1. DarlingD
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    DarlingD New Member

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    I've finished writing my book.

    Discussion in 'The Art of Critique' started by DarlingD, Oct 6, 2013.

    I've finally finished my book . It is based on a true story with an erotic twist. Besides asking friends to read it I don't know who else to go to. I can't really afford to pay editors or any pro.
    I also heard that self publishing an ebook is cheaper but I still don't want to publish if my book isn't good material.
    Any suggestions would be of great help.
     
  2. Cogito
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    Cogito Former Mod, Retired Supporter Contributor

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    1. If you believe your book is finished, start submitting it to publishers. Acceptance is a pretty decent quality metric.

    2. If you don't think it is up to par yet, continue editing it until you are confident of its quality.

    3. If you don;t know how to approach #2, practice critique on other people's writing, then your own.
     
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  3. Wreybies
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    Wreybies The Ops Pops Operations Manager Staff Contest Administrator Supporter Contributor

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    This. It's something Cogito and I say often, to which we usually receive eyes that roll so hard you can hear them. But there is great merit in the idea and the task. The highs and lows of another work are much easier to acknowledge than in your own because there is no emotional investment. You've also not been looking at it for the past X # of years. It's a great way to gain a little perspective of what does and doesn't work, be it here in the forum or picking up any novel off of your own shelf and reading it as an editor, red pen in hand, not as a reader.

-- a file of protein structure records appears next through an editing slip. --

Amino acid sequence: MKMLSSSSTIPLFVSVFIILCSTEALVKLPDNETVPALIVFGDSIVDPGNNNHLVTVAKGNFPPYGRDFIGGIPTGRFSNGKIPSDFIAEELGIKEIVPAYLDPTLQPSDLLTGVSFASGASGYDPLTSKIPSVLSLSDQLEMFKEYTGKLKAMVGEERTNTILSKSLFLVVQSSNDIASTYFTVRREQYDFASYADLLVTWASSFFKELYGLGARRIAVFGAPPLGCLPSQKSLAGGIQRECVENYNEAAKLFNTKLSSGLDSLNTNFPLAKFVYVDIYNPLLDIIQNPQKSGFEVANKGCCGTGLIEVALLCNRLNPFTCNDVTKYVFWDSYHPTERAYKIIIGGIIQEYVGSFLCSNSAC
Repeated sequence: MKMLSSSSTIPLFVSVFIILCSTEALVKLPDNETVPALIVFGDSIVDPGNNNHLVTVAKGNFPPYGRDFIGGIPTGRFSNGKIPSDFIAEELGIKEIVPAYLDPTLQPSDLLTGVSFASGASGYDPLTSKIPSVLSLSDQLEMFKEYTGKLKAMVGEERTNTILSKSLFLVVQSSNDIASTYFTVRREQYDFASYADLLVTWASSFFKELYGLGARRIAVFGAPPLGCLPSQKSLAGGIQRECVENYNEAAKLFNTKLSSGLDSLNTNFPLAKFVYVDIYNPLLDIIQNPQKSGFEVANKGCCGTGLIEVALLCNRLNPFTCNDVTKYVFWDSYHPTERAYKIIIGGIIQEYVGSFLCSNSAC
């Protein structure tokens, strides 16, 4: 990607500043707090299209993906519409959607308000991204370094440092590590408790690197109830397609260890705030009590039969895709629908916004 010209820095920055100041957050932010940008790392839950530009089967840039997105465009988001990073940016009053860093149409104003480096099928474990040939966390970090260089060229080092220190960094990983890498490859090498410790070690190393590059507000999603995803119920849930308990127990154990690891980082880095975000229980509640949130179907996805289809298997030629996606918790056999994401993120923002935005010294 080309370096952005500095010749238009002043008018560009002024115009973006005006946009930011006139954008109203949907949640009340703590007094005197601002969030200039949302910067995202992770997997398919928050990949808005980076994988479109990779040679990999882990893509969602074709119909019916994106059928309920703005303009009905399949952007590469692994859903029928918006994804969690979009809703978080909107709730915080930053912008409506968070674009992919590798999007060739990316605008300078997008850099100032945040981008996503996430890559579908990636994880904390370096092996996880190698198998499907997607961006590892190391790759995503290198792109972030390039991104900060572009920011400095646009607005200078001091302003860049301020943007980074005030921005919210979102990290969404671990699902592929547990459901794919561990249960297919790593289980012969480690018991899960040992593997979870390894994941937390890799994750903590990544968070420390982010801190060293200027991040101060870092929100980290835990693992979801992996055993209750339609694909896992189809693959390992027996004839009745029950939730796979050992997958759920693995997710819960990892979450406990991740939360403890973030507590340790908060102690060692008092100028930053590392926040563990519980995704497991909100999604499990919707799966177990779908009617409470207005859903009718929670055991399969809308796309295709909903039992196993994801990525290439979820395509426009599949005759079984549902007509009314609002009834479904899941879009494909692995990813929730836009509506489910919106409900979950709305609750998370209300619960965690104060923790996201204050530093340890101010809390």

4. A.M.P.
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    A.M.P. People Buy My Books for the Bio Photo Supporter Contributor

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    If you do ask friends, make sure it's the kind of friends who are readers, who will tell you the truth, and who will base their opinion more than something subjective.

    If you read it over and over for quite a while and find nothing that you think needs to change or has to change than odds are you are good to go.

    If you haven't yet, I recommend setting the book aside for a week or so and don't think about it.
    Whenever I do, I usually spot things that I missed a dozen times because I saw what I wanted.

    And, I agree with everyone else as to critiquing others works. I've done it countless times in the past and, I like to think, helped me in my own writing if nothing more than a mere confidence boost in knowing what other authors feel about their own drafts.
    It's easier finding something to change/fix in someone's work than your own. It can easily help you with small things such as word placement, simple grammar, or broader things like dialogue.
     
  5. DarlingD
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    DarlingD New Member

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    thanks for the suggestions and advices.
     
  6. art
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    art Contributing Member Contributor

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    You could post something of yours in the workshop. A little something that is perhaps characteristic of your writing.

    Issues that others pick up there might also apply to your finished work.
     
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  7. mammamaia
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    mammamaia nit-picker-in-chief Contributor

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    ditto all of the good advice above...